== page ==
• The USMC is focusing on five key areas: People, Readiness, Training, Naval Integration, and Modernization.
  • The three themes of the focus are: “maintaining and improving the high quality” of Marines; “decentralizing training and preparation for war”; and “modernizing the force”.
  • The USMC will continue to prioritize forward-deployed missions over units not on deployment.
  • Responding to a contingencies is expected to cost more in time, money, and lives due to a lack of priority for non-deployed units.
  • The “deployment to dwell” time (D2D) ratio ideally is 1:3, meaning seven months of deployment followed by 21 months of dwell time.  Many USMC units are operating on a 1:2 D2D, which means a third less dwell time than desired.
  • Due to budget cuts, aging equipment, and shortages of amphibious ships, negatively affects unit readiness of the Marine Corps.
  • Command staff elements on deployment in Africa and Central Command are degrading the ability to train other Marine units.
  • 100% of the Marine intelligence and communications battalions would be “unable to execute their full wartime mission requirements” if deployed today.
  • Marine aviation units are being stressed passed a 1:2 D2D.
  • 80% of aviation units lack the minimum number of ready aircraft for training.
  • The average age of Marine tactical fighter and attack (TACAIR) squadrons is 22 years, twice the age of the Navy’s TACAIR fleet.
  • Although the amphibious warship requirement minimum is 38, the Marine Corps’ current inventory of 30 vessels negatively affects readiness.  50 vessels are required for steady-state readiness.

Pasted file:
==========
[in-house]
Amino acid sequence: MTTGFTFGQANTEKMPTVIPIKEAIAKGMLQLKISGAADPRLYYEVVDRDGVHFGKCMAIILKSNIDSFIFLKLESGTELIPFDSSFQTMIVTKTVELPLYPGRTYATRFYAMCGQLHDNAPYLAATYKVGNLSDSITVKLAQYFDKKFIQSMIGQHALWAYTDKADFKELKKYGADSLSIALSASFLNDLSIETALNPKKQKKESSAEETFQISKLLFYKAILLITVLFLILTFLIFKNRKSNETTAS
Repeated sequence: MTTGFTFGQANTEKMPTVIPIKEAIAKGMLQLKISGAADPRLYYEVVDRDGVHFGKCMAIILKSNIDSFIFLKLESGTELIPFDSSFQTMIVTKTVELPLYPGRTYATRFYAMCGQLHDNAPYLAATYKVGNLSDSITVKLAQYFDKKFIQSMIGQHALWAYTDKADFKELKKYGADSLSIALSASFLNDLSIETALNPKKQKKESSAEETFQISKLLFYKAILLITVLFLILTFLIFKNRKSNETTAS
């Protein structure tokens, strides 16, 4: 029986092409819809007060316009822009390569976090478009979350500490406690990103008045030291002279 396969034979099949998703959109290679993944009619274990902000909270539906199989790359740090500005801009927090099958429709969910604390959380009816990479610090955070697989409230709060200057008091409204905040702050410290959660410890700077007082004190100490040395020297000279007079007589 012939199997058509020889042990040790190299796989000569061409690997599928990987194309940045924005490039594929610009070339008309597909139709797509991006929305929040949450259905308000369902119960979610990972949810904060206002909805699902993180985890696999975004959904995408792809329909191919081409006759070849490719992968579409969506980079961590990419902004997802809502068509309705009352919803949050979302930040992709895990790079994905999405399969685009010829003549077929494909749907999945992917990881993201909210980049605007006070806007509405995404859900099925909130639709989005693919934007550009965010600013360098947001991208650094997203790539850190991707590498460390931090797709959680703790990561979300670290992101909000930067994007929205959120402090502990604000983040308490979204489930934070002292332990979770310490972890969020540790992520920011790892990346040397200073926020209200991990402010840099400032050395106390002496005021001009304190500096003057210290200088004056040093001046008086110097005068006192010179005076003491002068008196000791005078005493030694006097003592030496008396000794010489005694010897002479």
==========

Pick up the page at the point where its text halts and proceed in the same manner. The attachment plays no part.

Air Force

  • Like the other services, budget cuts required the Air Force to cut back on training, modernization, and maintenance of aircraft, airmen, and facilities; sacrificing readiness in the short-term.
  • Less than 50 percent of the Air Force is mission ready for combat operations, compared with 80 percent in the lead up to Desert Storm.
  • Many USAF bombers are nearing 55 years old, and the average age of USAF infrastructure is around 40 years old.
  • Investments and maintenance into critical infrastructure is being delayed to afford other budgetary requirements.
  • The USAF’s 40 Global Positioning Satellites are operating beyond their projected service life.
  • The 26 Cyber Force Mission Teams will be expanding to 39 Teams by fiscal year 2019.
  • The Joint Surveillance Target Attack Radar System (JSTARS) aircrafts are 47 years old and approaching the end of their service life.
  • The Airborne Warning and Control System (AWACS) aircraft are 35 years old and approaching the end of their service life.
  • There are 500 fewer aircraft in use by the USAF than ten years ago.
  • Modernization over the next ten years is currently underfunded to maintain desired capability.  The Budget Control Act will force cuts to modernization, negatively affecting competitiveness with global near-peers.

 

Original Source Documents:

Army

Navy

Marine Corps

Air Force

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Samuel Culper is a former military intelligence NCO and contract Intelligence analyst. He spent three years in Iraq and Afghanistan and is now the intelligence and warfare researcher at Forward Observer.